Because this multi-niche shop does more than precision machining, management refers to it as a “Manufacturing Technology Center,” not a “shop.”
A Machining Operation That Redefined Itself and its Employees
Toth Technologies is a multi-niche shop that does much more than precision machining. For that reason, Ted Toth, company vice president, refers to his plant as a “Manufacturing Technology Center” instead of a machine shop.
For instance, Toth Technologies machines titanium and magnesium components for satellite applications, but it also provides bonded assemblies for satellite antennas and can perform glass-to-metal sealing for very small microwave connectors. In fact, the company has roughly the same number of skilled employees inspecting and assembling components as it has machining them. Management recognizes that there is more value in supplying customers with sub-assemblies rather than just providing piece parts.
The company also has redefined its skilled workforce. It defines its employees as “blue-tech” workers rather than “blue collar” workers. That’s because its shopfloor employees work with their hands like craftsmen, work with their heads as problem solvers, and work with advanced technologies such as computers and computerized machinery to produce tightly toleranced parts.
Mr. Toth says these new definitions serve as important distinctions because businesses such as Toth Technologies still (unfairly) suffer from an image problem. To many of those who are unfamiliar with today’s machining enterprises, metalworking facilities are oftentimes perceived as dark, dirty, dangerous shops with modestly skilled employees. This is why Mr. Toth says it’s important that “shops” begin defining themselves to the general public as advanced manufacturing technology centers and offer good job opportunities for capable, skilled workers.
That said, continuous employee training is important to growing the skill set of shopfloor employees. To that end, Toth Technologies, which is a 15-year member of the National Tooling and Machining Association (NTMA), has become a beta site for a new training program: NTMA-Tech. NTMA-Tech is a flexible, next-generation, modular training program that supports the new National Institute for Metalworking Skills (NIMS) Federal Apprenticeship Program. In the future, NTMA-Tech will provide the training to support entry-level to shop manager apprenticeships. Mr. Toth says the NTMA also helps with the company’s employee training through NTMA-U, a six-semester program that provides online classroom training for the current federal apprenticeship program and supports community college machining associate degree programs. He notes that being a member of NTMA has helped his operation grow into the niche company it is today.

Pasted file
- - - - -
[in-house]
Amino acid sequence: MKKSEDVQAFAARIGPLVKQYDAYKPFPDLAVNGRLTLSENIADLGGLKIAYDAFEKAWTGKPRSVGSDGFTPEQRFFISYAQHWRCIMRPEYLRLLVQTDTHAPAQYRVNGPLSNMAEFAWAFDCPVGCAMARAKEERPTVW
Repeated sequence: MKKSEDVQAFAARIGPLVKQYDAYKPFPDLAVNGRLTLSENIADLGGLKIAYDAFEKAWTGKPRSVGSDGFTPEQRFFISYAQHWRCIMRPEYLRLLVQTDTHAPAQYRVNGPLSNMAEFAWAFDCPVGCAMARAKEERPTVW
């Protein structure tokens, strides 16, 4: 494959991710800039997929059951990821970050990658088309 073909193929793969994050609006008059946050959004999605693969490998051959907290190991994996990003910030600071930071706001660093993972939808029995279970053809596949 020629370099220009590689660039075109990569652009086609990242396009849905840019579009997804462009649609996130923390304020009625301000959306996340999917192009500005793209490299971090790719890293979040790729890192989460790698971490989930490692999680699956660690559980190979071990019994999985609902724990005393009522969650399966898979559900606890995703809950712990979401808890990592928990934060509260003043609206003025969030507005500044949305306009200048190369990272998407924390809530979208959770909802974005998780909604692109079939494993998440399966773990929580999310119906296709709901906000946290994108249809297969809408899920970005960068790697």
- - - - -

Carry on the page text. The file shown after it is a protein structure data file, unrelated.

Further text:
Toth Technologies is a 64-years-old, third-generation precision manufacturer. It employs more than 40 in its modern, 30,000-square-foot 6S facility that has in excess of 40 CNC machines. The company has experience with a wide range of materials, and can manufacture machined parts, gaskets, fixtures and tooling in addition to performing bonding, assembly and inspection. In addition, Toth Technologies has numerous CMMs and has upgraded its quality system to comply with the SAE AS9003-Inspection and Test Quality System.
In 2011, the company entered into a partnership with one of its main customers, providing them with manufacturing capability in the U.S. to better support new product lines and its U.S. defense customers. In 2012, that partnership developed into Rosenberger of North America purchasing the stock of Toth Technologies. Rosenberger plans to keep the current employees and management team, while adding more connector manufacturing capacity.
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WORKPIECE MATERIALS COMMONLY MACHINED
6970 Central Highway,
Pennsauken, New Jersey 08109